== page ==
RVs of the Apocalypse, Part 8: The Ultra Van!
While the annals of motorhome history are full of minor or short-lived brands that achieved some measure of fame and/or notoriety (as in the Daystar saga), very few can be said to have inspired the enthusiastic loyalty of a true “cult following”. One vehicle that surely meets this description is the Ultra Van. The story of this odd motorhome reportedly began with an aircraft designer named Dave Peterson being frustrated by having to choose between towing a Spartan trailer or a boat on his outdoor excursions. In 1960, he hit upon the solution of a custom-built creation on the then-new Chevrolet Corvair chassis. The design saw production of fifteen units through 1963, and then was licensed out to the Prescolite Corporation, a manufacturer of fiberglass. Rechristened the Ultra Van, the vehicle was manufactured in modest numbers from 1964 to 1970. Peterson tried to revive the brand in 1972-1973. While often characterized as a camper van, the Ultra Van’s entirely original body fully warrants the description of a true, purpose-built motorhome. The ovoid hull and aluminum and fiberglass construction converged strikingly with the Dodge Travco, and even its 22-foot length was competitive with contemporary motorhomes. The vehicle’s most unique features were a heating system that reused thermal energy from the rear engine and a mindboggling gas mileage of 15 to 17 mpg, a still-impressive figure that for its time was 50% better than competitors and comparable to a standard car.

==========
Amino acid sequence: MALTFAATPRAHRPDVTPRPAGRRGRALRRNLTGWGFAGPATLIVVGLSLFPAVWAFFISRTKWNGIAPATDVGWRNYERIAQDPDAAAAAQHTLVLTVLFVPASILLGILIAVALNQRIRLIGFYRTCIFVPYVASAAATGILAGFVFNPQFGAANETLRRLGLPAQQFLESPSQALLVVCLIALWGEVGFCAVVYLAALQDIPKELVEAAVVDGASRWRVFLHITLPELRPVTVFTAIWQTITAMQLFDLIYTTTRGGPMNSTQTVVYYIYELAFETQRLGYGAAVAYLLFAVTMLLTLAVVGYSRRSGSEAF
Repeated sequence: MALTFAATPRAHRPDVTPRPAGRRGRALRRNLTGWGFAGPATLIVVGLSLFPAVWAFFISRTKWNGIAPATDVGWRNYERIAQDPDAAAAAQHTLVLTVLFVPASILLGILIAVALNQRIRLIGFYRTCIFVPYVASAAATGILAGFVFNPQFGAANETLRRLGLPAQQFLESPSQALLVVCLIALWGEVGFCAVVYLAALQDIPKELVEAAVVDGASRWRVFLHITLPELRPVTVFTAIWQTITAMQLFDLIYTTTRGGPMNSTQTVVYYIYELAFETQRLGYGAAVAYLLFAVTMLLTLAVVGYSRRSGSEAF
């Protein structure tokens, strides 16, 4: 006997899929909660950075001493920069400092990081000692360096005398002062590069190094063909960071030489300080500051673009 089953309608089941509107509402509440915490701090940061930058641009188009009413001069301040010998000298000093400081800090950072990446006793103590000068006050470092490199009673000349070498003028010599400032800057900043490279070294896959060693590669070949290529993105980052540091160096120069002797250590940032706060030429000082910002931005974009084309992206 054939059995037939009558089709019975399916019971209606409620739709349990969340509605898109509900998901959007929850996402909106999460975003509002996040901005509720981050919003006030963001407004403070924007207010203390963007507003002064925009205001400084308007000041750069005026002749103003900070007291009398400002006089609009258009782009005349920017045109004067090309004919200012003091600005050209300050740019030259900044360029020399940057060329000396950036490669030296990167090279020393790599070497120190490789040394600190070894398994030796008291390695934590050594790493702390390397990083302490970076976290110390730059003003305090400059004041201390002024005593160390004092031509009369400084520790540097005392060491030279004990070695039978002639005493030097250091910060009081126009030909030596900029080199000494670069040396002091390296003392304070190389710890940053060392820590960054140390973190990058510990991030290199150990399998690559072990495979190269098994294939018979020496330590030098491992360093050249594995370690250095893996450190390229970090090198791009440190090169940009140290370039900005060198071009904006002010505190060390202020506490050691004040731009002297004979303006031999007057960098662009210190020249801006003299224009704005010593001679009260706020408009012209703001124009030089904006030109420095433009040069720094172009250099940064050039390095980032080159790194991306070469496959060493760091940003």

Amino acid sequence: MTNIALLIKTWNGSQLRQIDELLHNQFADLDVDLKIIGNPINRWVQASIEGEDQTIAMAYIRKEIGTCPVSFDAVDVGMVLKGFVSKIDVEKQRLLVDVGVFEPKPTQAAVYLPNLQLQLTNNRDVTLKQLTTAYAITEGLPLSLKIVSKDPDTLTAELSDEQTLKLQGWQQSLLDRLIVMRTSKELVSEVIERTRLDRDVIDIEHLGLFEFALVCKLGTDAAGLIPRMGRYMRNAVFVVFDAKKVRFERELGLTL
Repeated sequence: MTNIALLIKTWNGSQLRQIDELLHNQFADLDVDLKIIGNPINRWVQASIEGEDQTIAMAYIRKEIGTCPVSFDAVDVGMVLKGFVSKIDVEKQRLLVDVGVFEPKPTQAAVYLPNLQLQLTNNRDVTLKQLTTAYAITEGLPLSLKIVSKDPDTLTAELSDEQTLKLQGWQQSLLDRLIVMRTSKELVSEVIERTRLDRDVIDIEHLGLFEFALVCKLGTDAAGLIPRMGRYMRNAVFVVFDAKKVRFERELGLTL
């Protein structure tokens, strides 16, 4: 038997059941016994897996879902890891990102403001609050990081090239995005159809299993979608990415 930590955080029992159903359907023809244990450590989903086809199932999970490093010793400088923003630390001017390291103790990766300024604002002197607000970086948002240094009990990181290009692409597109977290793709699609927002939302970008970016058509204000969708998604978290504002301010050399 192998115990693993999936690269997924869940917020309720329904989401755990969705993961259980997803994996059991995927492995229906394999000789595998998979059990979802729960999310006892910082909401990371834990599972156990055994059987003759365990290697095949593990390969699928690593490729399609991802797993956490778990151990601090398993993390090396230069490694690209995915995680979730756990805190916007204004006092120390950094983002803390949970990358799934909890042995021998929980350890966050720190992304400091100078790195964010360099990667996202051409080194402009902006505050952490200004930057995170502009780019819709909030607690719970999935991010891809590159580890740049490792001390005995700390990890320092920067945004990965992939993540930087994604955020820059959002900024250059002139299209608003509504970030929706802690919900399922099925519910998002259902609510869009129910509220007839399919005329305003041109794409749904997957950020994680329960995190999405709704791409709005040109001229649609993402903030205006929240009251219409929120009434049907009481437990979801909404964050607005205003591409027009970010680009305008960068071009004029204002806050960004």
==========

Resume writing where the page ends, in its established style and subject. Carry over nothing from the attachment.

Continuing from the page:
Ultra Van’s estimated production run was 370 units, of which more than 200 survive. The impressive number of extant specimens is surely a testimony to the loyalty of owners, a number of whom have reportedly collected multiple units. Unsurprisingly, the legendry of the vehicle includes efforts to assign blame for its demise, mainly to some combination of the discontinuation of the Corvair and the energy crisis of the 1970s. In my opinion, the controversies surrounding the Corvair (itself surrounded by energetic loyalists) can be discounted as a red herring: The use of the Corvair in the first place was by all accounts dictated by what was available at the time, and several alternatives were tested. Dave Peterson himself reportedly held variants using the engine of an Oldsmobile Toronado to be far superior to the original Corvair-based design. The role of the energy crisis, which certainly devastated the RV industry as a whole, also appears to be a red herring: While oil supplies were undoubtedly strained throughout the early ’70s, the outright shortages that defined the “crisis” did not occur until late 1973. The truly obvious culprit in the demise of the Ultra Van is its price tag, which consistently approached $10,000 at a time when Winnebagos were being offered for $5,000. The culminating irony of the Ultra Van story is that the energy crisis was, if anything, the one thing that could have turned the vehicle’s fortunes around if it had survived. Instead, the brand was decisively defunct at precisely the time when consumers might have considered its unique fuel economy as enough to make up for its price tag.
Image (rear interior) and information courtesy of The Ultra Van Page.